From Publishers Weekly
One glance at a Masai warrior "wearing almost no clothes—just a short loincloth—but lots of jewelry," and Hofmann, a Swiss business woman on vacation in Kenya, abandons all in obsessive pursuit of Lketinga who has "never been to school, can't read or write and barely speaks English." The passion is palpable and sometimes purple ("I feel myself at one with this man and now, this night, I know that despite all the barriers between us, I have already become a captive of his world"). Seekers of romance and adventure will be amply rewarded, but the power of Hofmann's memoir rests in her hard-won capacity to take the reader inside the domestic world of the African bush as she learns to be Lketinga's wife (living in her own dung hut), grappling with unfamiliar sexual and gender manners and struggling to balance her commitment to bush life with the knowledge and resources she has as a European woman (acquiring a car, starting a business). The idyll, spoiled by Lketinga's bouts of jealous fits, ends after four years when Hofmann, with their daughter, flees to Switzerland. Hofmann's commitment, however, lingers and infuses her account with an affecting richness that defies the reader to ridicule her decision to give "up [her] whole life back in Switzerland for Lketinga." (Oct.)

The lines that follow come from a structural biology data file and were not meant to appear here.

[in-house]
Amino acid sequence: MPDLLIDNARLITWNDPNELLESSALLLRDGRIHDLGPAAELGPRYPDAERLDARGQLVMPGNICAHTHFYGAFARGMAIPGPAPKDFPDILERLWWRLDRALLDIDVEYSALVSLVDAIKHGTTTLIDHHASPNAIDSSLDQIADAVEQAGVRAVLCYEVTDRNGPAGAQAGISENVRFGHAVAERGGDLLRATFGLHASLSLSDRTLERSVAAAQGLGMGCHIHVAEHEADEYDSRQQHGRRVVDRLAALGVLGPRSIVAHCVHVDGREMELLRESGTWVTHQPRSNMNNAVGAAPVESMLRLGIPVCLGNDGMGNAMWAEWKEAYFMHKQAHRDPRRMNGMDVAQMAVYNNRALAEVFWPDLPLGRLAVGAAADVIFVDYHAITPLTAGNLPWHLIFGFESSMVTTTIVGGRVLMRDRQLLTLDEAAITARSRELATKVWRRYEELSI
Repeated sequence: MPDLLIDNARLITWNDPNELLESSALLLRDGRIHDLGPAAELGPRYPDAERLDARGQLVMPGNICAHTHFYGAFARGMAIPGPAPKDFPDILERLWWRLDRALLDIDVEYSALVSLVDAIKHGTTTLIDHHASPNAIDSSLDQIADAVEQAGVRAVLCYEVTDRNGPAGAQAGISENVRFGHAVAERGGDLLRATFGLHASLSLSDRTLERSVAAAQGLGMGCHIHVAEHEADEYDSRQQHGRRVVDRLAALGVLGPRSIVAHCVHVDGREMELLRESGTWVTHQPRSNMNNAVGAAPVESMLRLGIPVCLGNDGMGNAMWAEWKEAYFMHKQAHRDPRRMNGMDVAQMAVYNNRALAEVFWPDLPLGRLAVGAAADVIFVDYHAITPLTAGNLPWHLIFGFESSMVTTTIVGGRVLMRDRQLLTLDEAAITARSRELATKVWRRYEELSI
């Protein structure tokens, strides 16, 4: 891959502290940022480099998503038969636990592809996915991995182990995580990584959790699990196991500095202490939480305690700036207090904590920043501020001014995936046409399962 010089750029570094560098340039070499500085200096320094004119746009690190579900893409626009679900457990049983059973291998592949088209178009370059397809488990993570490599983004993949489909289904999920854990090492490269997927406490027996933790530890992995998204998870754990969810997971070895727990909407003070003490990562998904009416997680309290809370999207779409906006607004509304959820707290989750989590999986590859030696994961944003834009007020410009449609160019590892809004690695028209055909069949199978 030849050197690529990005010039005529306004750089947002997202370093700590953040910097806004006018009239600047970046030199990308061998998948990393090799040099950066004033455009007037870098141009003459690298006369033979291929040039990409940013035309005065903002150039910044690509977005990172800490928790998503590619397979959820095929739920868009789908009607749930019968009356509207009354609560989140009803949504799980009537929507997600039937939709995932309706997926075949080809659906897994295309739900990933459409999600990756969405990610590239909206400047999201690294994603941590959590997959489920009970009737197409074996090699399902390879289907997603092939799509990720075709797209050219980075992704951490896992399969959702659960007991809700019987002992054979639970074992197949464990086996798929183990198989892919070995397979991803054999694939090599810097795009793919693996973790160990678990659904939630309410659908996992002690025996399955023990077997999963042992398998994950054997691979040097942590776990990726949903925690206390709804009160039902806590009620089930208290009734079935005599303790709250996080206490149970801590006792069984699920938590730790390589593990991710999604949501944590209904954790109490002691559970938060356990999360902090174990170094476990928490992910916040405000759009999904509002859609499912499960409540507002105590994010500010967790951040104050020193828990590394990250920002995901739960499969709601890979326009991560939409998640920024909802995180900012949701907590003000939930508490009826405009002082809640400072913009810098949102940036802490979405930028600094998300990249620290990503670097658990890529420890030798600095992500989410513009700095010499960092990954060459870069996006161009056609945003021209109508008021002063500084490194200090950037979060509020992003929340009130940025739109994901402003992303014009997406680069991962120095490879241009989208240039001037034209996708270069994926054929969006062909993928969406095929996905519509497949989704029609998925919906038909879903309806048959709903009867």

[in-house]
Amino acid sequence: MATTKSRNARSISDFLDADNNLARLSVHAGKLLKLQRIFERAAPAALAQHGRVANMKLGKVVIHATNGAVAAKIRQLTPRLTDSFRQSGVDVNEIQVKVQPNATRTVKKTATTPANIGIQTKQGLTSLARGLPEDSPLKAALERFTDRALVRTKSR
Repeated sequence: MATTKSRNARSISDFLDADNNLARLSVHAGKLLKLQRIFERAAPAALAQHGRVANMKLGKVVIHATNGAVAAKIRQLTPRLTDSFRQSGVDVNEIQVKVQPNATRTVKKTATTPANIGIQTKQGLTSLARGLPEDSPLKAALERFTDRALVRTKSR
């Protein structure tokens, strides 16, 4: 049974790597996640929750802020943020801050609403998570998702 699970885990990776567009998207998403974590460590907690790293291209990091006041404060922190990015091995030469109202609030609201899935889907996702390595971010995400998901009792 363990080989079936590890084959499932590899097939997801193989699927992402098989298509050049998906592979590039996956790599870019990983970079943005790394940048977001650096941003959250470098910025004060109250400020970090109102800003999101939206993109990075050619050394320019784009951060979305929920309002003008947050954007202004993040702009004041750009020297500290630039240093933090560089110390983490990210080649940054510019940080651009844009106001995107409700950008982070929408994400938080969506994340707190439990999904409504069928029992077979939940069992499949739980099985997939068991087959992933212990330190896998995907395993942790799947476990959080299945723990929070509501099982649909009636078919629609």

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“This extraordinary story. . . is a page-turner. (Daily Mail (London))
“It’s a truly riveting read, better than any reality TV show” -Maris Ross (Publishing News)
“An extraordinary and unputdownable tale.” (Bookseller)